6. Is there someone out here that can help us out with this disabled program and project. Work, . business plans and design complicated. We need Angel investors and investors to help us. Lit me tell you more about what we’re trying to do and who this is for! We need a 214 – 418 acre lot. A contractor that is good with disabled amenities we may need within and without the place. And willing to work with us on them. A few furniture and other store amenities that will help us make it complete. Have work and business plan. (The Retreat:) Wheeling Comforts bed and breakfast retreat includes; a rode Iron Gate that will be around the whole retreat, recycling Center, There’s a park named “Victory Park ” one side for us and another for a Celebrity wing. It also includes a guest parking lots, vegetable garden and fruit trees. Then you have the Petty James Reeds Banquet /Conference/Faculty Hall. Wheeling Comforts has a pool and hot tub, men’s and women’s restrooms and “The Cage”, which is the place to have weddings and parties etc. The front of the retreat is a yard. There will be various electrical outlets in the brick fence around yard and house. You have in the house, dining rooms and kitchens and all of the other places where events can be held! There is a large size house, within the house there is a living room, laundry rooms, dining room, kitchen, hall-ways; Pantry & Linen closets, bedrooms & bathrooms. The rooms are named after “stones of the earth”. On the back side of the main house are more various electrical outs and Side-walks that lead you in many directions. One of the ways goes to the day-care, laundry rooms, and staff rooms. In the Courtyard, there are ten rooms. In the middle of the ten rooms, you have the Courtyards. Then you come to the gates of the celebrity wing, and they can have the same fun, with their own privacy as well. In there is a kitchen, dining room, day care, a nice size park, storage, laundry rooms, the other side of the retreat, and the celebrity wing parking lot. On both sides of the retreat, on the outside gates there are a dog runs and above that a cat runs. On the outer outside wall, on the other side of the Celebrity wing is the gift shop, salon and Medical center. This retreat will have benefits for ALL the disabled. This place is also going green throughout the whole retreat, recycling water, recycling energy and recycling cans, paper and glass and much more. This retreat will bring a lot of job opportunities for many people in different ways, if you are disabled or not disabled. There will be over 144 + Employment opportunities or more here at this Retreat. I strongly encourage the disabled people to work at this retreat and others that may open. There will be all kinds of special equipment for the disabled people so they can get in and out of the things, to help them read and see what they’re looking at clearly; as well as having special vehicles with lifts and ramps etc for all guest and employees. Life plane After we get a Wheeling Comforts up and going, my life plan is living day by day. Running and keeping everyone and myself happy as can be. Hopefully, in two or more years I’ll be able to open up other Wheeling Comforts in another cities and maybe in other countries to promote the work forces for the disabled communities. Also help other disabled start and maintain projects of their own! We need help!!!!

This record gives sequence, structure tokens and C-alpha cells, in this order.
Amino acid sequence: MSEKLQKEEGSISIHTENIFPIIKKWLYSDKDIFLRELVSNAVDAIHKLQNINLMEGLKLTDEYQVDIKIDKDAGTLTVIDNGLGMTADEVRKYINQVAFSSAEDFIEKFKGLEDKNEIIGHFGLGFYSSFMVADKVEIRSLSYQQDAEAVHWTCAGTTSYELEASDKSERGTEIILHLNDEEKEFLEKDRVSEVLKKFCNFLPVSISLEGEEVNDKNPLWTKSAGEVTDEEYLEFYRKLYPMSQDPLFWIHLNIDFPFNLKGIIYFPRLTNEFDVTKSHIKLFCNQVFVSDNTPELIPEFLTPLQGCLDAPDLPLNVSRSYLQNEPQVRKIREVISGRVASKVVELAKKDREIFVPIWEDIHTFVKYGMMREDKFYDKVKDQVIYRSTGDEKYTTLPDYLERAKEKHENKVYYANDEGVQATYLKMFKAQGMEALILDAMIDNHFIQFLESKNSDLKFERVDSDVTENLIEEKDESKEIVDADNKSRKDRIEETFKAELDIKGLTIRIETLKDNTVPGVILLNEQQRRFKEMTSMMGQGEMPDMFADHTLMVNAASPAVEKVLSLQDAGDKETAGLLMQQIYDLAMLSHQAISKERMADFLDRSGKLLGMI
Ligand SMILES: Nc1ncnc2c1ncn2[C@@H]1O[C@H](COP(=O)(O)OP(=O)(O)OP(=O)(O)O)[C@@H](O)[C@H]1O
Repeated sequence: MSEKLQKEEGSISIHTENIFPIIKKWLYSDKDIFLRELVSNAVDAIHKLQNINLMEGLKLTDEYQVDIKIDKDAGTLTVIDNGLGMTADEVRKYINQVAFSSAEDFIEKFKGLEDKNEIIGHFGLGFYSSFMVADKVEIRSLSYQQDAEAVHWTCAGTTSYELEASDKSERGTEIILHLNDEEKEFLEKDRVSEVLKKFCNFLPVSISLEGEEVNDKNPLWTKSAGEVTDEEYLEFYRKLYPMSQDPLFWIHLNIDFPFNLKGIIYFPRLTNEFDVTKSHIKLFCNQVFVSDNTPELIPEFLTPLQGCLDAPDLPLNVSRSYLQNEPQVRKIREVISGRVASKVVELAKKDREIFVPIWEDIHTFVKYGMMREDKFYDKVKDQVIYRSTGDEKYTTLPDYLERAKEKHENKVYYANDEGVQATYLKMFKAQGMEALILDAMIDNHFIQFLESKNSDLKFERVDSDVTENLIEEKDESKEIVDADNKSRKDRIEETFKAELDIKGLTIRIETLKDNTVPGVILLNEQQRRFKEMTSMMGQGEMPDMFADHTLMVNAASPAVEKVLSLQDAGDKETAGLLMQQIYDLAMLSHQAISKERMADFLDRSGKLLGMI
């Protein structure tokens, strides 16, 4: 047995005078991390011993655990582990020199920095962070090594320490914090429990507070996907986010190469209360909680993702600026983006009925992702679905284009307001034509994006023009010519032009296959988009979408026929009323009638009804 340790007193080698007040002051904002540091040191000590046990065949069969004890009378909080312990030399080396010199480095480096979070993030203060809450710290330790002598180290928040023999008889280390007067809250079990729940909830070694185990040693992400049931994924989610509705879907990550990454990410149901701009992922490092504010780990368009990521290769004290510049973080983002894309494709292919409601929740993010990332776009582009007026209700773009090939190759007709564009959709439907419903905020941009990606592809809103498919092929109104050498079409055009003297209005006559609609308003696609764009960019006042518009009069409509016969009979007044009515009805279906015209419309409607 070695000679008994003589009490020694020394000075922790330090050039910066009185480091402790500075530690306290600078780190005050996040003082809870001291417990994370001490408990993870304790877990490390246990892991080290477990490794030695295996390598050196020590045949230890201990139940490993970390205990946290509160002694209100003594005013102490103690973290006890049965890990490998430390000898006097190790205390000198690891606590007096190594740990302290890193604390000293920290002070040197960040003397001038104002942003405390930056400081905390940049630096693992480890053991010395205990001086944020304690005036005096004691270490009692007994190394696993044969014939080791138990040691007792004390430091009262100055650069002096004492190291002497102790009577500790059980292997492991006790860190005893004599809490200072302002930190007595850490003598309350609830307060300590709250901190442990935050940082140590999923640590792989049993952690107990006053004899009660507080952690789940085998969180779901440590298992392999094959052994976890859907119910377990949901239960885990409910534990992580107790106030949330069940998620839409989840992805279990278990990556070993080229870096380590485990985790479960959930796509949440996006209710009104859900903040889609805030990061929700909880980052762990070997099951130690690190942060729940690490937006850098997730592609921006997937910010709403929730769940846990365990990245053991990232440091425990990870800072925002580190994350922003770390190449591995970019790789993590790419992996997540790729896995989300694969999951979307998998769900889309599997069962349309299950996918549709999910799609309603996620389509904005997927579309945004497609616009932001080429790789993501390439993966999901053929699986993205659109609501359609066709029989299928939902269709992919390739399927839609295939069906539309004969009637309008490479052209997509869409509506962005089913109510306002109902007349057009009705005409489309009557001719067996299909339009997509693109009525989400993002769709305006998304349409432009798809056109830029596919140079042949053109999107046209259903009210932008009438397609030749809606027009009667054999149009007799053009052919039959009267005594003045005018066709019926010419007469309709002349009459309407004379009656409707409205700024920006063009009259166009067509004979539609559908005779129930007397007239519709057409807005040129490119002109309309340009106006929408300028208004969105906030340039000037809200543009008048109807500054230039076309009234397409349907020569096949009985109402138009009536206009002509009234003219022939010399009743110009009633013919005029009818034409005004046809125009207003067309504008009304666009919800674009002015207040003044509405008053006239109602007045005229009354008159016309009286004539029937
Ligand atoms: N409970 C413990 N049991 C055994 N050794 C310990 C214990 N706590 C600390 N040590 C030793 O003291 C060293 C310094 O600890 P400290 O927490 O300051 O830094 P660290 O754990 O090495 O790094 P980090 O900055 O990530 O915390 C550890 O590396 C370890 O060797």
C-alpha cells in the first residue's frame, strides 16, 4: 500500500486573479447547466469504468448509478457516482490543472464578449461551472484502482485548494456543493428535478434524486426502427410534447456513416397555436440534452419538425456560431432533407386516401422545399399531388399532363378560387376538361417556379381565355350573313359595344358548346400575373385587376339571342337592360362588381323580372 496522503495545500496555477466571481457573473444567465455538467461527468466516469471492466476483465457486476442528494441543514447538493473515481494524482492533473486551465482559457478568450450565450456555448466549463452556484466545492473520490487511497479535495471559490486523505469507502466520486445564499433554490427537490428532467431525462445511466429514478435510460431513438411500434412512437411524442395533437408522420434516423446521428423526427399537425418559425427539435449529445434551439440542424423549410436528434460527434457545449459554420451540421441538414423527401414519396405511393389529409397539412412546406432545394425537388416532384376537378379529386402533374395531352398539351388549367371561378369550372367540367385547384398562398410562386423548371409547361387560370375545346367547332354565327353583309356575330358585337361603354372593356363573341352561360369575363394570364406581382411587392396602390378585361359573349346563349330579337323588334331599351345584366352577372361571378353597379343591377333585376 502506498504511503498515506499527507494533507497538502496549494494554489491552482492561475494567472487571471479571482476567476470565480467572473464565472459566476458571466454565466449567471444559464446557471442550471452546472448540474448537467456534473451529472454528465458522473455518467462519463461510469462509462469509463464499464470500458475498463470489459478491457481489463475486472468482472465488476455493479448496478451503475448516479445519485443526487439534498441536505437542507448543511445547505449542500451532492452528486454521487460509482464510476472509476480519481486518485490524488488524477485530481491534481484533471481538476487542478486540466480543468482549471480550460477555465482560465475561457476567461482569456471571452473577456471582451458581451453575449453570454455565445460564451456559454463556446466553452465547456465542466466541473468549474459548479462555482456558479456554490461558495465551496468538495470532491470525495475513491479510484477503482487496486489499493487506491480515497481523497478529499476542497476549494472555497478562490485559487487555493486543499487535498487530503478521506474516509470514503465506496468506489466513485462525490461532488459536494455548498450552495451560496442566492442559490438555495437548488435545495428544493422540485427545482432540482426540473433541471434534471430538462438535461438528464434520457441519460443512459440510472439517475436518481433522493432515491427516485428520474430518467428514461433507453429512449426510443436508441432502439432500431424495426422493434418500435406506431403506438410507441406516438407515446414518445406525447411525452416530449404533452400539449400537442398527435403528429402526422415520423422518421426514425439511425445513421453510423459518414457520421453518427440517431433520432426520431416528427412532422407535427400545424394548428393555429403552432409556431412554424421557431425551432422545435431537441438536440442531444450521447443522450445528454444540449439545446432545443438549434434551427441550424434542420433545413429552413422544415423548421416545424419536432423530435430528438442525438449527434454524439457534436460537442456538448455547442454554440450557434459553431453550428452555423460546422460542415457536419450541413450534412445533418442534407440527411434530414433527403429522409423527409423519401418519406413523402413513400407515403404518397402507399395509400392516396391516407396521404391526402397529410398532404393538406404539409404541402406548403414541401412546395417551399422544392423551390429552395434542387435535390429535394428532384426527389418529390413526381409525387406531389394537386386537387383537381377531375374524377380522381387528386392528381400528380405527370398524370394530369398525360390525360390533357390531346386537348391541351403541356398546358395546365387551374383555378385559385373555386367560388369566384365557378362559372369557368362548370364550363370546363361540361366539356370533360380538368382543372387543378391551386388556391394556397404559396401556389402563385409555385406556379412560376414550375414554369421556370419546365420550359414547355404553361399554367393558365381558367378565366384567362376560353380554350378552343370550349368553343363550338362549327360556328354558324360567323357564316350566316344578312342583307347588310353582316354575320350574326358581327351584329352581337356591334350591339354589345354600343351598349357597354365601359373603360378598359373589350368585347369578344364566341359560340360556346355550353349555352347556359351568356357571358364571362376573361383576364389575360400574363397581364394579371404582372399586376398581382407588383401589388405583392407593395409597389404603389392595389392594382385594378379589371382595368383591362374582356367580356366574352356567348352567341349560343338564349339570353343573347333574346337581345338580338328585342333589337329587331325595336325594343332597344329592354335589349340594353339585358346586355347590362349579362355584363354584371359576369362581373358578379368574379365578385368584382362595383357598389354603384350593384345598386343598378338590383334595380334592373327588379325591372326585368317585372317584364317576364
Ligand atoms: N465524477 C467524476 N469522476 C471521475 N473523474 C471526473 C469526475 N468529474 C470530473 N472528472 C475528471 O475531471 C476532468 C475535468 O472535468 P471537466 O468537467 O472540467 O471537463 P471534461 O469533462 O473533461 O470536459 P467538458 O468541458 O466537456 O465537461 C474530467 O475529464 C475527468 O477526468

7. Christopher fulwider says:

    Hello, my name is Christopher I’m a disabled person who just started trying to make a change in my community in Indiana what I’m trying to accomplish is the accessibility that is pretty much non existent to what the Indiana DNR says is an ADA accessible fishing spots. I have been fishing my whole life and when I got in my accident and became permanently in a wheelchair I lost a huge piece of myself I recently started a YouTube channel called fishing in wheels I would love for you to give it a look and please any advice on who I should contact next or what organization could help me would be greatly appreciated I also have tic tok also called fishing in wheels if you would take a look at both of those and get back to me I would so so so greatly appreciate it thank you